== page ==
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FRI0202 The different effect of TNFα blockers and sdmards on lipoprotein subclasses in RA patients. a perspective controlled longitudinal study
  1. M Zakalka1,
  2. M Karakota2,
  3. G Koliakos3,
  4. L Settas1
  1. 1Division of Clinical Immunology/Rheumatology, 1st Internal Medicine Department, AHEPA University Hospital, Medical School, Aristotle University
  2. 2Laboratory of Biological Chemistry
  3. 3Laboratory of Biological Chemistry, Aristotle University, Thessaloniki, Greece

Abstract

Background The different antirheumatic drugs reduce inflammation in RA patients, causing alterations in cholesterol levels (mainly decreasing LDL and increasing HDL cholesterol levels), but HDL and LDL structure and function predict cardiovascular disease better than LDL and HDL cholesterol levels.

Objectives The investigation of the qualitative changes of LDL and HDL lipoprotein subclasses in RA patients who are good responders, depending on the anti-inflammatory treatment (sDMARDs vs anti-TNFa+sDMARDs) and their in between associations.

Methods 85 patients ((89%) 76females) with established RA (mean disease duration ≥5 yrs), mean age 57 yrs (SD: 12yrs), without known cardiovascular disease, D/M and thyroid disorders, on sDMARD (MTX, LEF, SSZ, low dose prednisolone or combination) and naïve to biologic treatment, were divided into two groups: the 1st one of 43 patients who had DAS28>3.2 and were given in addition a TNFα inhibitor (23 patients had golimumab and 20 patients had certolizumab-pegol) for at least 54weeks (mean treatment duration 18 months) with good clinical response according to Eular and the 2nd group of 42 patients (disease control group) with DAS28≤3.2,who continued on sDMARDs and followed closely the same time period so as to ensure, as well, good clinical response without biologic therapy. Plasma electrophoresis was performed in two time points, before and after anti-TNFα administration and on the same time for the control group, with non-denaturing polyacrylamide gel (ND-PAGE) for size-based separation of lipoprotein subclasses, a standard laboratory technique that indentify various HDL subspecies separable on the basis of average diameter/size into 6 distinct subclasses (HDL-1, HDL2a, HDL2b, HDL3a, HDL3b, HDL3c), as well as LDL lipoprotein into 2 subfractions (LDL-B, LDL-A.)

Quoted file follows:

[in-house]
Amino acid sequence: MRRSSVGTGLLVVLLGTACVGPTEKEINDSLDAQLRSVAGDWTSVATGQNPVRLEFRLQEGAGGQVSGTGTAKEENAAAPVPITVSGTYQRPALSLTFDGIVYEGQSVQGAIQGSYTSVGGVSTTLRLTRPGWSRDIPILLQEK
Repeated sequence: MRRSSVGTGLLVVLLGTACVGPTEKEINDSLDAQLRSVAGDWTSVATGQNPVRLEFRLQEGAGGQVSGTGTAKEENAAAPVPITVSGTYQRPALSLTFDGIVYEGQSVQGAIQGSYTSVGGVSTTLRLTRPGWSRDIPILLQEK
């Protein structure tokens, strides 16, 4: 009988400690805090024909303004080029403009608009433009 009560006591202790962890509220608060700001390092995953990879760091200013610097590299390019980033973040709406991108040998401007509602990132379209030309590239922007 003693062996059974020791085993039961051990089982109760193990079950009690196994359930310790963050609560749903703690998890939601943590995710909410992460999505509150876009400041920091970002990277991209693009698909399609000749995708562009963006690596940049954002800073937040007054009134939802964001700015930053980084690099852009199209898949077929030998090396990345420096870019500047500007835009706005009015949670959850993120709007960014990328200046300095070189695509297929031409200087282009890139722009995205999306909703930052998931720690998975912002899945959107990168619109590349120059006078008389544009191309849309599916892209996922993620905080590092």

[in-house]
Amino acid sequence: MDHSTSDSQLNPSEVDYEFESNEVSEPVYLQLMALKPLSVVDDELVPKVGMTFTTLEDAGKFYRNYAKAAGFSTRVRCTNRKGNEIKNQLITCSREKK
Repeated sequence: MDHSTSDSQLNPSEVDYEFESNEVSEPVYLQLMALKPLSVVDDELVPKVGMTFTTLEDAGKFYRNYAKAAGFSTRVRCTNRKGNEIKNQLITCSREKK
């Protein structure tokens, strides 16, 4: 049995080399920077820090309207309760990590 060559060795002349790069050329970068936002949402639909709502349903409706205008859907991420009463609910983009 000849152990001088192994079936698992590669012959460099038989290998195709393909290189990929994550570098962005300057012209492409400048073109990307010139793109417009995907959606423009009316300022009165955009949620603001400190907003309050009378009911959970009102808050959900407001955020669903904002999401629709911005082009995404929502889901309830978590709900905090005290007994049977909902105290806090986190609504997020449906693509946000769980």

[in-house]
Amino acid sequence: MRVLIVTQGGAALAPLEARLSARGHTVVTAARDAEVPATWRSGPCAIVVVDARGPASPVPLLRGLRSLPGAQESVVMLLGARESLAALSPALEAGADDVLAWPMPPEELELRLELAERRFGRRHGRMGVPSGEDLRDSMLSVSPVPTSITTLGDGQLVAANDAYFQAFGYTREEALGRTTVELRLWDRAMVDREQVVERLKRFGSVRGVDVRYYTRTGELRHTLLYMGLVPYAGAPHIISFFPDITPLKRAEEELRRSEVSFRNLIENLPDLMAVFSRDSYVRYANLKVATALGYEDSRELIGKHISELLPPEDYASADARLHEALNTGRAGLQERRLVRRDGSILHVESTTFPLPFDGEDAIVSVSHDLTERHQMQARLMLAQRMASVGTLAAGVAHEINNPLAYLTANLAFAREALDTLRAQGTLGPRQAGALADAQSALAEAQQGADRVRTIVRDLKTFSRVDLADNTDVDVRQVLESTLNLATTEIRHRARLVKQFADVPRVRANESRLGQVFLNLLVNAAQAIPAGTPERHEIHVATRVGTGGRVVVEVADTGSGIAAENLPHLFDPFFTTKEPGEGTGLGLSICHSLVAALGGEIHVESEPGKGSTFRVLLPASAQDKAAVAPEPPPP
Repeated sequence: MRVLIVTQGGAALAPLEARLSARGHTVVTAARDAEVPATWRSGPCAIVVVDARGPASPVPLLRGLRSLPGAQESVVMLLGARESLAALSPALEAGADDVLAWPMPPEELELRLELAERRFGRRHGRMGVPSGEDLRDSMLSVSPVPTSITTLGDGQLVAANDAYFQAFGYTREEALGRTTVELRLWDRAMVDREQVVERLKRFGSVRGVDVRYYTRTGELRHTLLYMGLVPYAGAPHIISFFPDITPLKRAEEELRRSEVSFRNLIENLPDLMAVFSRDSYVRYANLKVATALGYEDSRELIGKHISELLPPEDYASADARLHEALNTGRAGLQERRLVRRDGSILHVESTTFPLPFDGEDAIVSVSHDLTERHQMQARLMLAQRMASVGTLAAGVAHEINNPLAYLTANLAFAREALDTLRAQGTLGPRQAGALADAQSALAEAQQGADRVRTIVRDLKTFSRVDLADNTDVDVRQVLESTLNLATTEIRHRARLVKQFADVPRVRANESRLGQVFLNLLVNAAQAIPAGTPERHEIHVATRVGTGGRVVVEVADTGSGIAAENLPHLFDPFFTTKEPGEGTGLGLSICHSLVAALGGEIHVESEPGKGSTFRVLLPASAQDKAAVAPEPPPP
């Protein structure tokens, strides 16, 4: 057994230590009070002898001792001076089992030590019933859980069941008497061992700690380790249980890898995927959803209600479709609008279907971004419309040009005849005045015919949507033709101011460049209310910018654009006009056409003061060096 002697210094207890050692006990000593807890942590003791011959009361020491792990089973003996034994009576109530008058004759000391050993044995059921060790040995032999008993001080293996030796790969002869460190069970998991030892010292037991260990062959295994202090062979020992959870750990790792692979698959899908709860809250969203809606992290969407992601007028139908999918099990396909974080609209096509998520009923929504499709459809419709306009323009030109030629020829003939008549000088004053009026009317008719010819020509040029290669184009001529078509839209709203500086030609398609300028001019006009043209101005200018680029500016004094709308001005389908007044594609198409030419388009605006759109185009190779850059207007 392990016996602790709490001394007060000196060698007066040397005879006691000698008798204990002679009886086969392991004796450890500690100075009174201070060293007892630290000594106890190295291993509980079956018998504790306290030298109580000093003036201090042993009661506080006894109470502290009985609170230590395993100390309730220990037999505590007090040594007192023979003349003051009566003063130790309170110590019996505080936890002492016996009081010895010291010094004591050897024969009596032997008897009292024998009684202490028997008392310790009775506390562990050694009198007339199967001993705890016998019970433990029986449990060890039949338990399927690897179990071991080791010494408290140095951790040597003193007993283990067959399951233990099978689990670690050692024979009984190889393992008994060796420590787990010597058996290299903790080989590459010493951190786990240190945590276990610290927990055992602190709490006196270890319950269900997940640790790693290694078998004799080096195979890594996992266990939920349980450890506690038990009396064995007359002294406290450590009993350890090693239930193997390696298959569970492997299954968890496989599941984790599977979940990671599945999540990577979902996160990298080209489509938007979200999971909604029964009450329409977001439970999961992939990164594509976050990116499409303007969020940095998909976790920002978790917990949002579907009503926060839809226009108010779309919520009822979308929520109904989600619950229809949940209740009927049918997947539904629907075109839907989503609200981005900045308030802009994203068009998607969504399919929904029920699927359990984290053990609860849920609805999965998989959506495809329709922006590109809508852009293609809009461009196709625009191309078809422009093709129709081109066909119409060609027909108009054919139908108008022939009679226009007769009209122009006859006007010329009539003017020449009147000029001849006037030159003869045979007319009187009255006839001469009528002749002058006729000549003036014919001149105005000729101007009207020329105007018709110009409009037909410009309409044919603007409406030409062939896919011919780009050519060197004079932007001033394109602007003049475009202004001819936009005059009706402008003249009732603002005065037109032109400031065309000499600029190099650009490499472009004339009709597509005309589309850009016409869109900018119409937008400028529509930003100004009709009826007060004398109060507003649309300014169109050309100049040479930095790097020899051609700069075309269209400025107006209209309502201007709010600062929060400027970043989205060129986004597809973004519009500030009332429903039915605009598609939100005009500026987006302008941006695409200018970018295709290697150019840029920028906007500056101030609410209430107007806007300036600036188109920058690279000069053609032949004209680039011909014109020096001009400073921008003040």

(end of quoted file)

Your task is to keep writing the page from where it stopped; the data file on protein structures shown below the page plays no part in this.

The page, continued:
Results The RA patients on DMARDs had a percent reduction of LDL-B subfraction by 11.9% (p=0.014), but a significant increase of HDL-3c subclass by 2.38% (p=0.049). In a multivariate model of stepwise logistic regression the after (treatment)-LDL-B subfraction in these patients was found to have significant positive association only with pro-LDL-B subfraction (odds ratio: 10.95, %CI (1.59–62.79)). In the RA patients who took TNFα inhibitors was observed a prominent percent decrease of the more lipoprotein subclasses: LDL-B by 2.33% (p=0.005), LDL-A by 2.33% (p=0.0001), HDL3a by 11.63% (p=0.072) and HDLc by 4.65% (p=0.035). Accordingly, in stepwise logistic regression the after-(treatment) LDL-B subfraction had a significant positive association only with pro-LDL-B subfraction (odds ratio: 12.91,95% CI (2.2–75.83)), as well as, after-LDL-A with pro-LDL-A subfraction (odds ratio:36.16, 95% CI (5.05–258.89)), whereas the reduced after (treatment)-HDL3c subclass was significantly positively associated with pro-HDL3a subclass (odds ratio:8.15, 95% CI (1.04–63.65)) and after-HDLa subclass (odds ratio:22.09, 95% CI (3.56–137.18)).

Conclusions The discrepancy of qualitative modification of lipoprotein subclasses (LDL and HDL) after treatment with different antirheumatic drugs (sDMARDs, anti-TNFa+sDMARDs) demonstrate their different effect on RA dyslipidemia and their subsequent antiatherogenic prospective.

Disclosure of Interest None declared

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